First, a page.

Sussex has long been known as one of New Brunswick’s strongest agricultural areas and as the milk producing hub of the province. But according to FCC’s report, “the area continues to see an ongoing trend of large acreages and former farmland purchased for rural residential use and hobby farming. Agriculture transactions were limited by this type of activity, along with the expansion of potash mining in the area. Moreover, dairy farm expansions in this area were limited as a result of the lack of available production quota.”

Nationally, we’re seeing a shift away from agriculture too. My colleague Owen Roberts, The Urban Cowboy, writes about a major change at the Royal Winter Fair in Toronto.

So if some of the statistics show a decline in traditional farming in Sussex, is it reasonable to teach students about agriculture? Or is it time to move agriculture to the history class instead?


Agriculture needs the support of community, and that means including it as a high school course in agriculturally rich areas and keeping its name in traditional agricultural-related events.

The agriculture landscape of Canada is changing but the change should be considered an opportunity.  If there are an increasing number of hobby farms in the Sussex area, purchased by the parents and grandparents of the students who attend Sussex High School, then an agriculture course is key to helping the younger generation learn a bit about farming. By nurturing the family’s existing desire for rural life as they start their new home in the country, agriculture in the high school could turn the love for gardening or a backyard chicken flock into a career choice for the students.

How do you promote agriculture?

Loved these nice signs at the farm gate that welcomed us!

Open Farm Day was held in New Brunswick, Nova Scotia, Prince Edward Island and Manitoba on Sunday. In the Maritimes, the sun was shining, the skies were blue and the breeze was brisk. It was a perfect day for a trip to the farm.

Even though I write about agriculture, I don’t live on a farm and I don’t have any relatives close by who farm. I try to make my kids aware about where their food comes from, but it’s a constant discussion, isn’t it? There isn’t a lot of ag education going on in my kids’ school, so Open Farm Day is a great chance for a bit of education, mixed in with a lot of fun.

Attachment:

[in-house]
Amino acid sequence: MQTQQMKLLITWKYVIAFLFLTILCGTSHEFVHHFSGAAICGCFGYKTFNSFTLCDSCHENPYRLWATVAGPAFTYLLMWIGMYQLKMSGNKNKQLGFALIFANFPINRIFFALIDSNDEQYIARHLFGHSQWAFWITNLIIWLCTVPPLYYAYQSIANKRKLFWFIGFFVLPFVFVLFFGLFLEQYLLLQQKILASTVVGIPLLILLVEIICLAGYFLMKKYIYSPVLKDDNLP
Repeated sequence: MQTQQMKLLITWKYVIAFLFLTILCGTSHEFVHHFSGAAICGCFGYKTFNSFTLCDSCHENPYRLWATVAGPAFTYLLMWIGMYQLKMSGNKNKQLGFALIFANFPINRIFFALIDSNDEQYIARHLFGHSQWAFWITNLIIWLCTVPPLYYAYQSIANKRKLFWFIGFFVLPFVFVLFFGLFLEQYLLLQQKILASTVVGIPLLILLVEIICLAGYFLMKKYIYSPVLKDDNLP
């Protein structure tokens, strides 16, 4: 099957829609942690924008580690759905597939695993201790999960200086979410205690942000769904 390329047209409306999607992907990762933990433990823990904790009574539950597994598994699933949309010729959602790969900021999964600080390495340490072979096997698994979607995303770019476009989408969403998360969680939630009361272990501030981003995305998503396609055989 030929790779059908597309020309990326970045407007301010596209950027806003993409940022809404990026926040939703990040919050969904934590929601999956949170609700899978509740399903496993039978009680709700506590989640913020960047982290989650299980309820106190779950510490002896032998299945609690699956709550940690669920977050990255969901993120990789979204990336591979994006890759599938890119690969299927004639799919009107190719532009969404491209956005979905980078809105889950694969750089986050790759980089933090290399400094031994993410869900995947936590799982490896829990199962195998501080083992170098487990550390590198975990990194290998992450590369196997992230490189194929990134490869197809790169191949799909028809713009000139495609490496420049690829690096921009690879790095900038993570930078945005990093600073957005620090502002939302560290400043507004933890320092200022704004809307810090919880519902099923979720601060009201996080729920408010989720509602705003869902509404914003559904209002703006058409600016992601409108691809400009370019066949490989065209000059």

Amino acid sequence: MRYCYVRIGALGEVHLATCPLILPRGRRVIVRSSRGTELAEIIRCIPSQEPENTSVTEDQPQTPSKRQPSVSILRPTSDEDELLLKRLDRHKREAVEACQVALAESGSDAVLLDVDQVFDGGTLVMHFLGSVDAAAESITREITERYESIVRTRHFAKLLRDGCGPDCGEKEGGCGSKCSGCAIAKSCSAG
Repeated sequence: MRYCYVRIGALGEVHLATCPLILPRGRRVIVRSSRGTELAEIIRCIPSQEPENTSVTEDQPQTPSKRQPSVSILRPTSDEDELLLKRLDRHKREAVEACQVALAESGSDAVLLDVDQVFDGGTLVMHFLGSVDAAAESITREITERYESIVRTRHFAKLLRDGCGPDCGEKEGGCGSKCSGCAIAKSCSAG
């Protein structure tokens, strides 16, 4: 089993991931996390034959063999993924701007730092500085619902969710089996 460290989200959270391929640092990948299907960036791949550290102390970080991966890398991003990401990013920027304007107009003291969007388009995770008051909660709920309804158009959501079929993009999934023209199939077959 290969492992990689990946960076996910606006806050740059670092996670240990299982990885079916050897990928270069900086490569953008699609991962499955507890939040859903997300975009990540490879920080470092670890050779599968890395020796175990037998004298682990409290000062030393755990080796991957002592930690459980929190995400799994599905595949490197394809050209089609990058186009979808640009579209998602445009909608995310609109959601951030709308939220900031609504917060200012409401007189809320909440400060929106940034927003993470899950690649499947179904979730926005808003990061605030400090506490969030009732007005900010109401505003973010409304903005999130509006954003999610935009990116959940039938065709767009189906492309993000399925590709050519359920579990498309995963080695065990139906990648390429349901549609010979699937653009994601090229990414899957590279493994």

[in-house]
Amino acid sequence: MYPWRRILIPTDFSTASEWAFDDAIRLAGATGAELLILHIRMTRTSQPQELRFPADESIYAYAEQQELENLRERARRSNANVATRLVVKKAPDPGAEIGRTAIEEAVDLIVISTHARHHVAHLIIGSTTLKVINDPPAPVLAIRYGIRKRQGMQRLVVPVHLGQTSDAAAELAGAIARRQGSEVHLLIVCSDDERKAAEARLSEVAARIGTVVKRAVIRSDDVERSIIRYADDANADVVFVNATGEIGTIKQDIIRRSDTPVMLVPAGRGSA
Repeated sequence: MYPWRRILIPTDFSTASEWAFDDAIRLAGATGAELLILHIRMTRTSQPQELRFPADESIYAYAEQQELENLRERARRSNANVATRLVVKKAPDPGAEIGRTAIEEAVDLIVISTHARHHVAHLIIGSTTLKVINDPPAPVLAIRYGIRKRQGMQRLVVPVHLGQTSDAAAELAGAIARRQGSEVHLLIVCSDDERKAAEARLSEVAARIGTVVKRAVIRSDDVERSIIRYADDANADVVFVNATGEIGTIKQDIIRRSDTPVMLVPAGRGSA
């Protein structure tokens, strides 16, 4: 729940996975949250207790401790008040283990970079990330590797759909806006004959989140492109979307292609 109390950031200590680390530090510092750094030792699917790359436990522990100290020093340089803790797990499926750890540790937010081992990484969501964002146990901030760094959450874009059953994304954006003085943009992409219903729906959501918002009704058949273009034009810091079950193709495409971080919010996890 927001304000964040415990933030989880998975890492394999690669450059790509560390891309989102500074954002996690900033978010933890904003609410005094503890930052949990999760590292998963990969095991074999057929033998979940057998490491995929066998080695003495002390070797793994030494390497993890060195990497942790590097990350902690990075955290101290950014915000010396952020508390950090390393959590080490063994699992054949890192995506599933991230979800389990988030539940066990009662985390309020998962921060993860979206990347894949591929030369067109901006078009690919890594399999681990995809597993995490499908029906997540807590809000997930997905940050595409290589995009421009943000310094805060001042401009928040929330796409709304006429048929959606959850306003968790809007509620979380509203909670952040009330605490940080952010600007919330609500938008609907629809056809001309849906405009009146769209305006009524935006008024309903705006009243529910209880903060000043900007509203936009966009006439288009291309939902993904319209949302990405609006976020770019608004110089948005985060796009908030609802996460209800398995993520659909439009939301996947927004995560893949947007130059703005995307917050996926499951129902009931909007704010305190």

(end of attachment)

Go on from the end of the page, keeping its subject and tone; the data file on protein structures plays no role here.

Each of the farms had lots of great promotional material about agriculture — word searches, colouring books, fact sheets. My daughter scooped up all of the information she could find and talked about sharing it with some of her friends. I think next year, my husband and I will each take a carload of kids and their friends and head out to area farms during Open Farm Day.

So what do you do to educate the kids you know about food? What do you do to educate their friends?

In areas of the world where agriculture is more prominent, it may be easier to get in touch with farming. But agriculture in Atlantic Canada is small (but strong!). It takes a bit more effort to get our kids to link to their food.

That’s where the parents and the community come in to help. Whether it’s a community garden at the school, inviting a farmer in for Career Day or taking our kids to the corn maze, helping kids recognize, appreciate and know where their food comes from is an important job.

My son was endeared by this calf at Waldrow Dairy, near Sussex, N.B.
This calf was really more interested in seeing whether my daughter Olivia had a bottle of milk than she was in having her photo taken. Perryhill Farms, near Sussex, N.B.

Celebrate Farmers!

Here’s a great Open Farm Day video from Nova Scotia, but the event is just as amazing in New Brunswick, Prince Edward Island and Manitoba. Open Farm Day is Sunday, Sept 16.

For details about Open Farm Day, check these websites:
New Brunswick Open Farm Day

Prince Edward Island Open Farm Day

Nova Scotia Open Farm Day

Manitoba Open Farm Day

Open Farm Day took root in NB